Mailbag: Haynesworth a long shot

Albert Haynesworth has grown frustrated with the Redskins' defensive scheme. Win McNamee/Getty Images

Q: With the Washington Redskins' Albert Haynesworth asking to be traded, wanting to be in a 4-3 defense, and already having been paid $32 million out of the guaranteed $41 million, do you see the Chicago Bears pulling the trigger? No one would run up the middle with Tommie Harris and Haynesworth for years to come. Thanks for your response. -- Ryan G., Chicago

A: Ryan, I would say the odds of adding Haynesworth are slim at best. Jerry Angelo talked openly this offseason about ending the practice of trading away future high draft picks in exchange for veterans (Jay Cutler and Gaines Adams). If the Redskins let Haynesworth go for anything less than a first-round choice, they will end up paying $32 million for four sacks -- Haynesworth had 37 tackles and four sacks in 2009. I realize Washington hasn't always been the model of fiscal responsibility, but that would be insane even for Dan Snyder. Let me also mention since pocketing all that money in the last 15 months, Haynesworth sulked and complained about former Redskins defensive coordinator Greg Blache, produced little during his first season in Washington, skipped offseason workouts and failed to show up for a pair of voluntary minicamps. Sounds like quite a guy. The Redskins are changing up their defensive scheme because they want to win. What a novel concept. Maybe Haynesworth, who already got paid a boatload of money, should be more concerned about helping the team rather than his own selfish interests. I'd pull the trigger if I knew the Bears were getting the 2008 version of Haynesworth, but the 2010 version raises a multitude of red flags.

Q: I saw recently the Bears' receiving corps is being ranked, or better, projected as the 23rd best in the league. I'm trying to figure out how much my Bears bias is effecting how irritated I am by that. Where would you rank the Bears' receiving corps going in to the year? I'm saying 15 to 17 depending on how everything shakes out. -- Kenny D., Chicago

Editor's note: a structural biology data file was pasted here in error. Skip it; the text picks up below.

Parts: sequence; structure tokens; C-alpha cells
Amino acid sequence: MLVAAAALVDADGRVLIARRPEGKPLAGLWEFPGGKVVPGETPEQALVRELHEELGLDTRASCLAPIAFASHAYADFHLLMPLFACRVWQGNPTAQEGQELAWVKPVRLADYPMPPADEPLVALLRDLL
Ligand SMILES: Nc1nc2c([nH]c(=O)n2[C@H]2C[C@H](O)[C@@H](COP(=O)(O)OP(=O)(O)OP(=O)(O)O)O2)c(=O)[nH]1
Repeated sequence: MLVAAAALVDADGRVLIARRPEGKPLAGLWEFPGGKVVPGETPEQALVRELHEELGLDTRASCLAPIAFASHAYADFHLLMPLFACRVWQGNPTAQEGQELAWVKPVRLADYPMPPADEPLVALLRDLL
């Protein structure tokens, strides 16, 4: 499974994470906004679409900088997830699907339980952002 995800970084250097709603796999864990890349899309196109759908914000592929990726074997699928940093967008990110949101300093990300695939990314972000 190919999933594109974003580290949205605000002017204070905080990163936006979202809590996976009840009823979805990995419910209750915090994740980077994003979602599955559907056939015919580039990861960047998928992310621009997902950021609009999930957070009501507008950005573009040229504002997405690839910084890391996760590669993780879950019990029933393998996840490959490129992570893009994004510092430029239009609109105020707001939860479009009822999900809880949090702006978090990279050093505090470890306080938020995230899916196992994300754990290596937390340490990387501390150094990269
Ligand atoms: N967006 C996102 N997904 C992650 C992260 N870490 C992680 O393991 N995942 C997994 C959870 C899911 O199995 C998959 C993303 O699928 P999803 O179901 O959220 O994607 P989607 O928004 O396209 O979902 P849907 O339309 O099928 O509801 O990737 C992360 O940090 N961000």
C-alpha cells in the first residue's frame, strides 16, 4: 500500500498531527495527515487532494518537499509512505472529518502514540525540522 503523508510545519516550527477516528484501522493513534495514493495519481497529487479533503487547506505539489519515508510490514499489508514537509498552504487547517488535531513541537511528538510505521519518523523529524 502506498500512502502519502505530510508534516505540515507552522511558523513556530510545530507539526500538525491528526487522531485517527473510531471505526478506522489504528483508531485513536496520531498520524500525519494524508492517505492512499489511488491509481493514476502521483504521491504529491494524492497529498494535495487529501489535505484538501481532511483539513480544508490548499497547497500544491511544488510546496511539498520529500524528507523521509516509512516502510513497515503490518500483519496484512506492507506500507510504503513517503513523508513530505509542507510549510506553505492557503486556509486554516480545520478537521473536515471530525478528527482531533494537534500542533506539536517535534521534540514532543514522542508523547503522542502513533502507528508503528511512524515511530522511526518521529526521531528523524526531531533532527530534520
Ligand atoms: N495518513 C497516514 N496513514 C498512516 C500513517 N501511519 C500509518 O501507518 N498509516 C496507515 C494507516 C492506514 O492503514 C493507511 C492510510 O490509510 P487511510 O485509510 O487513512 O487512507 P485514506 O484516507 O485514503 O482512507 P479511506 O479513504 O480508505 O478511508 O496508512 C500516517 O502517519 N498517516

A: Here is why Bears receivers don't get much respect nationally. When you take Greg Olsen (60 catches) out of the equation, not a single receiver caught 60 passes last season. Devin Hester, long anointed the No. 1 wideout by the coaching staff, tied for 42nd in the NFL with 57 receptions. On top of that, 23 players had at least 1,000 yards receiving in 2009, while Hester checked in at No. 46 with 757. Overall, the Bears finished 17th in team receiving yards, in front of Baltimore and Miami, which added Anquan Boldin and Brandon Marshall, respectively. Without a proven top target, it's difficult to place this group in the top half of the league, or even the top 20. That being said, Devin Aromashodu, Johnny Knoxand Earl Bennettall showed promise last season. It stands to reason their play will only improve under new offensive coordinator Mike Martz, who places a higher emphasis on the passing game than the Bears did in the past. But right now we're only speculating when it pertains to how good this group can be. Despite all the enthusiasm coming out of Halas Hall about these receivers, there's simply no hard numbers to back it up. Don't be irritated Kenny, be pleasantly surprised if/when these guys exceed your expectations.

Q: What's up, JD. I know the Bears are sipping the "We-don't-need-another-offensive-guard kool aid," but a guy like Deuce Lutui from Arizona seems like he may need a new home. What's your take on him? -- TD, Cal City